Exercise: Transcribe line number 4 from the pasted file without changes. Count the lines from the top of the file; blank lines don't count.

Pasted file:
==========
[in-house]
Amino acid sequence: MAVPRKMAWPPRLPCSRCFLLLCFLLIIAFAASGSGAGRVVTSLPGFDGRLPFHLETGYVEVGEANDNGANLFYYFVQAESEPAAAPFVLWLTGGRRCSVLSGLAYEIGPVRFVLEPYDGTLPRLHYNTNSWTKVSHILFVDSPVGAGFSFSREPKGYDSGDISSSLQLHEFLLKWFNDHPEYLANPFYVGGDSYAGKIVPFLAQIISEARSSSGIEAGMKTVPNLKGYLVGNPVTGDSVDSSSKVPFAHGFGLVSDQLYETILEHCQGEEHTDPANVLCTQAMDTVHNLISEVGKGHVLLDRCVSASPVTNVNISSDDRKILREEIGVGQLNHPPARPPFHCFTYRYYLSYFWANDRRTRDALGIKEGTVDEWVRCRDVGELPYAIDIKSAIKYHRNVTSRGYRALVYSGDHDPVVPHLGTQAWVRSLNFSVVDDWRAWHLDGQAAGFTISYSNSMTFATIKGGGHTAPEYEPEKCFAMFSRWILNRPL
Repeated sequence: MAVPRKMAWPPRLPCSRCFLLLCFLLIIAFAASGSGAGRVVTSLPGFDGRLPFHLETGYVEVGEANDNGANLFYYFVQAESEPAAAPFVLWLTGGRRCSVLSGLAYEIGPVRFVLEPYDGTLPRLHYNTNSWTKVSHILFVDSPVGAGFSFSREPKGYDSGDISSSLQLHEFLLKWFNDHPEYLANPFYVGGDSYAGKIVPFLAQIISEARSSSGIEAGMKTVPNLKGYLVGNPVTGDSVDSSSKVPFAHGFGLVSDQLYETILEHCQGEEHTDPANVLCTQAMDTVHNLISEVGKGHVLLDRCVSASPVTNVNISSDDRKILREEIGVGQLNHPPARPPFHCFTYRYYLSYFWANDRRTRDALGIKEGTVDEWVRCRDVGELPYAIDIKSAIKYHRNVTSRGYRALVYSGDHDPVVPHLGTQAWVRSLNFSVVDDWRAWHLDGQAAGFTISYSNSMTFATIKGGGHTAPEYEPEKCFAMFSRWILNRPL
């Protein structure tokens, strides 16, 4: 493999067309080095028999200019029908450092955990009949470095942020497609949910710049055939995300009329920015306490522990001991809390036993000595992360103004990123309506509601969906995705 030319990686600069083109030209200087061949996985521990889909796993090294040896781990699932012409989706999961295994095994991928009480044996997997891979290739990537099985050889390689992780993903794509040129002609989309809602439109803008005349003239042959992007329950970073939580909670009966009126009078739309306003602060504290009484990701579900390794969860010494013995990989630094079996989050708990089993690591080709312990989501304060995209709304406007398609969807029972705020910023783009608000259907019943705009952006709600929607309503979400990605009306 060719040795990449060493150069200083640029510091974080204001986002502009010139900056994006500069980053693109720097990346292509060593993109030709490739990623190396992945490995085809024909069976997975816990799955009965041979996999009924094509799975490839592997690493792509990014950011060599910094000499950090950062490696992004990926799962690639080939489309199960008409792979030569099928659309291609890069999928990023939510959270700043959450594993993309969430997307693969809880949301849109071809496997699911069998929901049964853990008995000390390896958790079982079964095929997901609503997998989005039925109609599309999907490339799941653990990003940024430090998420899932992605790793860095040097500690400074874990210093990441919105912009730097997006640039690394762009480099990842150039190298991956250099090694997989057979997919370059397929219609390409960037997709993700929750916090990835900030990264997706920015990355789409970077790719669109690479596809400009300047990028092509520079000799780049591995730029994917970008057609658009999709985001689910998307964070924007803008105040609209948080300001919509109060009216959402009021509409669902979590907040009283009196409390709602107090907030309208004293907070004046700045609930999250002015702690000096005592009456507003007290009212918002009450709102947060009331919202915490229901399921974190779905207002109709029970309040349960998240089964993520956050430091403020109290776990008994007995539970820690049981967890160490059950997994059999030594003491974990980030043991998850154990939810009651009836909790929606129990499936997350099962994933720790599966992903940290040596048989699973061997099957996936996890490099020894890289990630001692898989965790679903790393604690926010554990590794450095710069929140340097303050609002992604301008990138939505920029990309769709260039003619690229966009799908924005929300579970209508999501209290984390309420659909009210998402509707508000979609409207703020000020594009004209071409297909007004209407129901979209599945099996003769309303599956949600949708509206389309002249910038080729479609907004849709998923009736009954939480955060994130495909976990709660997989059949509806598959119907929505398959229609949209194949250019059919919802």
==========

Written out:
């Protein structure tokens, strides 16, 4: 493999067309080095028999200019029908450092955990009949470095942020497609949910710049055939995300009329920015306490522990001991809390036993000595992360103004990123309506509601969906995705 030319990686600069083109030209200087061949996985521990889909796993090294040896781990699932012409989706999961295994095994991928009480044996997997891979290739990537099985050889390689992780993903794509040129002609989309809602439109803008005349003239042959992007329950970073939580909670009966009126009078739309306003602060504290009484990701579900390794969860010494013995990989630094079996989050708990089993690591080709312990989501304060995209709304406007398609969807029972705020910023783009608000259907019943705009952006709600929607309503979400990605009306 060719040795990449060493150069200083640029510091974080204001986002502009010139900056994006500069980053693109720097990346292509060593993109030709490739990623190396992945490995085809024909069976997975816990799955009965041979996999009924094509799975490839592997690493792509990014950011060599910094000499950090950062490696992004990926799962690639080939489309199960008409792979030569099928659309291609890069999928990023939510959270700043959450594993993309969430997307693969809880949301849109071809496997699911069998929901049964853990008995000390390896958790079982079964095929997901609503997998989005039925109609599309999907490339799941653990990003940024430090998420899932992605790793860095040097500690400074874990210093990441919105912009730097997006640039690394762009480099990842150039190298991956250099090694997989057979997919370059397929219609390409960037997709993700929750916090990835900030990264997706920015990355789409970077790719669109690479596809400009300047990028092509520079000799780049591995730029994917970008057609658009999709985001689910998307964070924007803008105040609209948080300001919509109060009216959402009021509409669902979590907040009283009196409390709602107090907030309208004293907070004046700045609930999250002015702690000096005592009456507003007290009212918002009450709102947060009331919202915490229901399921974190779905207002109709029970309040349960998240089964993520956050430091403020109290776990008994007995539970820690049981967890160490059950997994059999030594003491974990980030043991998850154990939810009651009836909790929606129990499936997350099962994933720790599966992903940290040596048989699973061997099957996936996890490099020894890289990630001692898989965790679903790393604690926010554990590794450095710069929140340097303050609002992604301008990138939505920029990309769709260039003619690229966009799908924005929300579970209508999501209290984390309420659909009210998402509707508000979609409207703020000020594009004209071409297909007004209407129901979209599945099996003769309303599956949600949708509206389309002249910038080729479609907004849709998923009736009954939480955060994130495909976990709660997989059949509806598959119907929505398959229609949209194949250019059919919802």